Joseph Conrad and the Orient (Editor. East European Monographs – Columbia University Press, 2012) is the first major study that deeply explores Conrad’s perception and construction of the Orient in Conrad’s Malay fiction. While it entertains a sustained dialogue with past and recent studies of Conrad’s handling of colonial cross-cultural encounters, imperial ideology and race politics, this collection of original essays extends the debates on these key issues. It provides the most thematically diverse and theoretically sophisticated analyses of Conrad’s deep engagement with the Orient. All the chapters combine close textual readings with elaborate theoretical approaches drawing on Mikhail Bakthin, Jacques Derrida, Gilles Deleuze, Georges Bataille and Emmanuel Levinas among others. Their overall aim is to highlight the extent to which Conrad’s aesthetic and ideological relation to the East is enmeshed in British imperial politics and commercial interests in Southeast Asia.

The twelve essays included in this volume are written by eminent and emerging Conrad scholars from various corners of the world: the U.S.A., Canada, Australia, Singapore, South Africa, India, France and Turkey. The questions they address are wide-ranging. They consist of empire, colonial trade, intercultural relationships, multilingualism, gender politics, colonial desires, hybridity and race politics, Conrad’s relation to Asian religions and philosophies, his negotiation of Orientalist and Occidentalist discourses, and the issues of otherness, ethics and alterity. Wide ranging are also the volume’s critical approaches. The essays adopt a variety of critical and methodological perspectives – socio-political, anthropological, philosophical, postcolonial, poststructuralist, historical, and linguistic – in order to illuminate the richness, complexity and multi-dimensional character of Conrad’s work. Overall, these compelling approaches enlighten Conrad’s deep engagement with the East, not only as a crucial source of fictional material, but also as a polyphonic discursive space, a cultural and racial Other, an ideological construct, and a site of Western struggle for global commercial hegemony and native anti-colonial resistance.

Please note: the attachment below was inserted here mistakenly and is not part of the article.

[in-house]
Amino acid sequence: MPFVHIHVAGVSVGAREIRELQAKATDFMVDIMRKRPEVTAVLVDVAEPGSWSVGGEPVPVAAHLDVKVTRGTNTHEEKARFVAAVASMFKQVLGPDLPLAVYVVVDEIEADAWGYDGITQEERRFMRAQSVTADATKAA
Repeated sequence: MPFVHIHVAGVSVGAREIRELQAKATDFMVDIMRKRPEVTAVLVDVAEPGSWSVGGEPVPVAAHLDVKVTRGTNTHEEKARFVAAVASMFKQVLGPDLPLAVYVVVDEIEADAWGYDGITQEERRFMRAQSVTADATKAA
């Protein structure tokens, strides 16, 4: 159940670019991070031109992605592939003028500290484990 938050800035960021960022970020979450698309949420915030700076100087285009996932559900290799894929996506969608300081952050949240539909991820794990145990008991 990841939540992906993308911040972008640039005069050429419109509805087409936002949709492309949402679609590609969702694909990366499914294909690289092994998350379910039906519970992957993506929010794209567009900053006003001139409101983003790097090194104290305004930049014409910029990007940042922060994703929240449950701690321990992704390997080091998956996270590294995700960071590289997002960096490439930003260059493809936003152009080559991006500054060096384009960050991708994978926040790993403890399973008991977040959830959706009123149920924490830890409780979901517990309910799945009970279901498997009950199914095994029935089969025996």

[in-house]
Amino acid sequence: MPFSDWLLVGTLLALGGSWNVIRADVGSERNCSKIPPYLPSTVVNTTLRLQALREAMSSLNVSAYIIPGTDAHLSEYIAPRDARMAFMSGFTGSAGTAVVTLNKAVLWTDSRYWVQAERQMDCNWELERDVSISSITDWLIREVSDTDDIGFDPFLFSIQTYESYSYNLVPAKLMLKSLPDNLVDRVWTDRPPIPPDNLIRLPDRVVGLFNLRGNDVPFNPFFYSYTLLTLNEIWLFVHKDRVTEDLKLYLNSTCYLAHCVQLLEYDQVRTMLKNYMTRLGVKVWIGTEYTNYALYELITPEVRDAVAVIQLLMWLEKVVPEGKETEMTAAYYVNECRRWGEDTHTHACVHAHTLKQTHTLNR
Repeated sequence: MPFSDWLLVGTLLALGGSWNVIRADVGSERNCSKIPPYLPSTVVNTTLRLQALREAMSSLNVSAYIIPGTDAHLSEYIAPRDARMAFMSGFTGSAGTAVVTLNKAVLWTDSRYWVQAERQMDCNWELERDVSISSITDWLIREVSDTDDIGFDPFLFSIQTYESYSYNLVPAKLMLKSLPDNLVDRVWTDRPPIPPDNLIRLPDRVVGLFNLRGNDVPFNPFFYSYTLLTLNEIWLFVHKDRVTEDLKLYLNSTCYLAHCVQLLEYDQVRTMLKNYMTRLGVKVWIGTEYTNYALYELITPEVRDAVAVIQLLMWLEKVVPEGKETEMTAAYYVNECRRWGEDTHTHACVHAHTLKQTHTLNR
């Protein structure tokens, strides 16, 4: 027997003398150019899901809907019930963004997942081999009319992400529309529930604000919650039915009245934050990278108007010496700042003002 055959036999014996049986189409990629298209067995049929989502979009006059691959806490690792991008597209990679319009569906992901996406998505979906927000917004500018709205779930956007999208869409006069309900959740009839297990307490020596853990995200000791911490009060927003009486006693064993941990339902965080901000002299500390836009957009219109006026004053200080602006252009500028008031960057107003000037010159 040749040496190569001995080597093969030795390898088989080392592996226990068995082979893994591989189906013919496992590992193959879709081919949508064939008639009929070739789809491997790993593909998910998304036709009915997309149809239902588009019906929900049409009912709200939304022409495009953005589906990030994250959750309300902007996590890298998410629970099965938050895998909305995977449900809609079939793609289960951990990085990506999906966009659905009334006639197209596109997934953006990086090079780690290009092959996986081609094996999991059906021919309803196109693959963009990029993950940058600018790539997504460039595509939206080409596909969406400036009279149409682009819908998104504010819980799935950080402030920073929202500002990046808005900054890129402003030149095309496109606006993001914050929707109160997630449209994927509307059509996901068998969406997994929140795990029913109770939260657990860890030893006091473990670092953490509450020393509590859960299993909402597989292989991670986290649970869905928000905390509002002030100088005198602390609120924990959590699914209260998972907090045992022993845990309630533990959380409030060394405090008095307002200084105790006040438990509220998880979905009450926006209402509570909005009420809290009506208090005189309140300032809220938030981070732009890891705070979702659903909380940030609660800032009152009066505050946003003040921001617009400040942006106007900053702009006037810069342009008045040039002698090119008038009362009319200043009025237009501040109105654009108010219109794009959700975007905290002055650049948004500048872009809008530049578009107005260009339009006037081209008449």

Taken collectively, these engaging essays maintain a constant dialogue with each other and synergistically contribute to illuminating Conrad’s perception of the East and things Oriental. Individually, each article is focused on understudied or overlooked concerns which it sharply brings into relief and interprets in the light of Conrad’s complex aesthetic, ideological and geopolitical perception of the East.

Amar Acheraïou & Nursel Içoz (Ed.), Joseph Conrad and the Orient (East European Monographs – Columbia University Press, 2012)